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March 03, 2004

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Palo Alto Online

Publication Date: Wednesday, March 03, 2004

Long-awaited cancer center finally opens Long-awaited cancer center finally opens (March 03, 2004)

Facility consolidates Stanford cancer clinics, aims at improved services

by Jocelyn Dong

Donna Healey is one Stanford Medical Center employee who was more than ready for the campus' new $87 million cancer center, which opened Monday after a decade of anticipation.

For years, Healey, a nurse manager, has administered chemotherapy to cancer patients in windowless hospital rooms that she described as "dank and dingy." At times, patients had to walk from one end of Stanford Hospital to the other to complete parts of their treatment.

"They made it through (the regimen) because they needed to," Healey said, but the environment was far from nurturing.

In the new cancer center, patients receive care in a single infusion-treatment area -- a place with twice as much room as the hospital's four old areas combined. In the waiting room, the image of a peaceful river burbles on a flat-screen TV while Japanese flute music wafts down from the ceiling. For the four to 10 hours it takes to receive infusions, injections and other care, patients can watch programs while resting on recliners, chat with one another, or gaze out of large, second-floor windows.

"We're so excited about moving to a place like this," Healey said. "It's more soothing, calming and comfortable."

Improved patient care is among the top reasons Stanford built the four-story, 222,000-square-foot cancer center, located adjacent to Lucile Packard Children's Hospital. The new center consolidated Stanford's outpatient cancer programs into one facility, offering advanced technology, a clinical research office, and amenities including a café, health library, meditation room, Zen garden and concierge service. It also promises better care for patients through collaboration among health-care providers, according to staff.

On the ground floor, the radiation-oncology center houses some of the most sophisticated technology in the area, said Dr. Richard Hoppe, chair of the department of radiation oncology. A modified PET/CT scanner, only one of two installed in the United States, enables physicians to locate cancers with greater accuracy prior to treatment, so that healthy tissue is not damaged.

"We have the maximum in precision radiation therapy," Hoppe said.

In addition, the center is expected by March to house five linear accelerators, the most in a single building in the Bay Area. Resembling giant faucets, the accelerators create high-energy X-rays and electrons by using electricity to form a stream of fast-moving subatomic particles.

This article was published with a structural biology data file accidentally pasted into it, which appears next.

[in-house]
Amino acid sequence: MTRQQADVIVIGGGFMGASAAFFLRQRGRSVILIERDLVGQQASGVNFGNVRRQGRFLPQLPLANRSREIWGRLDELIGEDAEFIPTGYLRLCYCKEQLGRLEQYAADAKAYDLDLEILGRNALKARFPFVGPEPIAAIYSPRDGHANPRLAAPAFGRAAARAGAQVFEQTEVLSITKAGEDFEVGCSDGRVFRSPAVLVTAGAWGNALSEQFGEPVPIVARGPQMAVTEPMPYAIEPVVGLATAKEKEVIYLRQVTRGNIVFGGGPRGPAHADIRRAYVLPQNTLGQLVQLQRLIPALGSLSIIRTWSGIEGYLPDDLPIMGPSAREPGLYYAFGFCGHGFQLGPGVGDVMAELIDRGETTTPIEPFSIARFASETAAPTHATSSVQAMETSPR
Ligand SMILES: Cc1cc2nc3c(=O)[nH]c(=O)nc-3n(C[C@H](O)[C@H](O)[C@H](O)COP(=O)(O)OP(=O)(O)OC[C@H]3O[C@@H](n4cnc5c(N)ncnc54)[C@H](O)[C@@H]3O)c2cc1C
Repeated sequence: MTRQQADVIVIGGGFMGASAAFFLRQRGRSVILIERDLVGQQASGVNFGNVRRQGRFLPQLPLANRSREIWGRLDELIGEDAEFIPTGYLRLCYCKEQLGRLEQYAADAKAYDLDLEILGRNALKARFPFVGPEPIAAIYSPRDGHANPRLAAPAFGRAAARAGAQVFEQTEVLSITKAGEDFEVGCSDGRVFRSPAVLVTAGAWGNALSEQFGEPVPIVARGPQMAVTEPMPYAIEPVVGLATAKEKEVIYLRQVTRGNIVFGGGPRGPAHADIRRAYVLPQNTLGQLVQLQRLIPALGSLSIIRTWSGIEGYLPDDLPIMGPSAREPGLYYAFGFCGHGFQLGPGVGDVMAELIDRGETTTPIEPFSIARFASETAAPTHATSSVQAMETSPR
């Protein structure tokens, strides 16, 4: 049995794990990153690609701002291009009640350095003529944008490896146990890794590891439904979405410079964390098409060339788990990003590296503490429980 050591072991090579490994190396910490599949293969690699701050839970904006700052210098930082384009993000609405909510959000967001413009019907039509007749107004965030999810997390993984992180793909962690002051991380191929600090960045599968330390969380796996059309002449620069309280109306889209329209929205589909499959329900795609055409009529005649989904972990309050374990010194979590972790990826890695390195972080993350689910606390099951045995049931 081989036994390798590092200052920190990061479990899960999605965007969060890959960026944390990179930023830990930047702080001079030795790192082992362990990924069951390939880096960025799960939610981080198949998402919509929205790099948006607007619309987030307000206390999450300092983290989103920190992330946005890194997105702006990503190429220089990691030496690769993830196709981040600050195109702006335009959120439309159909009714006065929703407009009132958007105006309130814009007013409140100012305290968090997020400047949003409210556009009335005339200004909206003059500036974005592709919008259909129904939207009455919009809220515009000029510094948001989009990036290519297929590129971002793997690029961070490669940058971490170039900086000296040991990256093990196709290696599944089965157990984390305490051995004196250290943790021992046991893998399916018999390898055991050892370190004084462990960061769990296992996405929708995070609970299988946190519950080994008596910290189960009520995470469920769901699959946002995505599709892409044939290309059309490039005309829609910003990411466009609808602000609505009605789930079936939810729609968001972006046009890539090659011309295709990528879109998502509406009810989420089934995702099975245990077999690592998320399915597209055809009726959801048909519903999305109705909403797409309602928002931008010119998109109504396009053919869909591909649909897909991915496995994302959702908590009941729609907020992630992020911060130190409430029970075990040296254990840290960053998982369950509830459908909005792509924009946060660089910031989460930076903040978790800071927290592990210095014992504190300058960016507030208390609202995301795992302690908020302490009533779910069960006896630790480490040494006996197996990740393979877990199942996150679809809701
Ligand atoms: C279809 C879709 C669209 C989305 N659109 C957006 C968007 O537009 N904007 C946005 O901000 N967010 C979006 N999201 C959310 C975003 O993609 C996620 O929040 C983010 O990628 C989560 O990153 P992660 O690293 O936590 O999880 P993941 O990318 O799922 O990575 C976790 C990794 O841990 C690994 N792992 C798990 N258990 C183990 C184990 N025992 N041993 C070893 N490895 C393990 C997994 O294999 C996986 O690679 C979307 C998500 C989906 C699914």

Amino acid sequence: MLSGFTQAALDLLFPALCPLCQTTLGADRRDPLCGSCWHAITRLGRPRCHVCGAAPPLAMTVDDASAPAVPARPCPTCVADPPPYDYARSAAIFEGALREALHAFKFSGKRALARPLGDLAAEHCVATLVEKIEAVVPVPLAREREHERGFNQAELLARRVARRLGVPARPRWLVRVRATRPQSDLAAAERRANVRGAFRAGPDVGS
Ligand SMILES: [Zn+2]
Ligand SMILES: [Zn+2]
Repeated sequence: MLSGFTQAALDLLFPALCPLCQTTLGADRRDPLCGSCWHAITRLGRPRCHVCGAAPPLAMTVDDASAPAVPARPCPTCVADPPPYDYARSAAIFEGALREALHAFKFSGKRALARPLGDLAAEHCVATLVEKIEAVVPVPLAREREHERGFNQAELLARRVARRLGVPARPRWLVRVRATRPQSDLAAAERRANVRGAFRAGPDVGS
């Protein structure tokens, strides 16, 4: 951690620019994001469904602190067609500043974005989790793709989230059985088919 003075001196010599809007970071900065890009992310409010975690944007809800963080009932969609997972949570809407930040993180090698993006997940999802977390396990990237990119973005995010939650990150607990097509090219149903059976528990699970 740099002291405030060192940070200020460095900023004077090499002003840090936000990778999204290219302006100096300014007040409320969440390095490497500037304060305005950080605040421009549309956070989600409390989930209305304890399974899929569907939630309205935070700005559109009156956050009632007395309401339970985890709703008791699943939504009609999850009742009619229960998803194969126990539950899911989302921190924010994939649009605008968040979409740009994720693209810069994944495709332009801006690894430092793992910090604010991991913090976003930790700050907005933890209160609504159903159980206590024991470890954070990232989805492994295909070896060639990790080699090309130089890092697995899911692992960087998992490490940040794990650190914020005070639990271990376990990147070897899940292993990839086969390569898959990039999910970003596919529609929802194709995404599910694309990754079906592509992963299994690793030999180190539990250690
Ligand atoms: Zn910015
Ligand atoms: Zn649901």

On the first floor, patients will consult with physicians at 18 specialized cancer clinics, each of which focuses on a different type of cancer. The clinics will also offer multidisciplinary "tumor boards" of three or more doctors who work together on a single patient's case. Stanford's large cancer staff enables the center to offer this type of specialized and yet multidisciplinary service, Hoppe said.

Luh Nelson, a Princeton lecturer diagnosed last Thanksgiving with invasive breast cancer, has participated in a tumor board. She said the philosophy of the panel was empowering because patients are expected to participate in the decision-making. In her case, the discovery of a suspicious lesion immediately prompted her to consider having a mastectomy, but after listening to information presented by the board she reconsidered and had a less drastic lumpectomy instead.

Today, she's feeling optimistic about her chances of beating cancer. She'll be one of the center's first radiation patients.

In addition to physical care, the facility offers emotional and informational resources. The Stanford Health Library has opened its fourth branch there, with resources focused on cancer. It includes books, periodicals and free access to all electronic journals in the Stanford Medical Center system.

Because of the trend toward having patients make more of their treatment decisions, some people may feel overwhelmed and unqualified to make an informed choice, said Nora Cain, the health library director. The library was put in the cancer center to allow patients to research their options and have a greater degree of knowledge and control.

Despite the fanfare of the cancer-center's debut, the road to the opening was hardly smooth. Over the years, both Menlo Park and Palo Alto city officials protested the expected impact that Stanford's building projects -- including the new center -- would have on traffic and housing. The draft environmental-impact report predicted up to 500 more staff would work in the facility -- currently there are 300 employees.

Eventually, however, public support for the center swayed officials to approve the plan, with certain restrictions. According to Stanford, half of the building's $87 million price tag was picked up by donors. Assistant Editor Jocelyn Dong can be reached at

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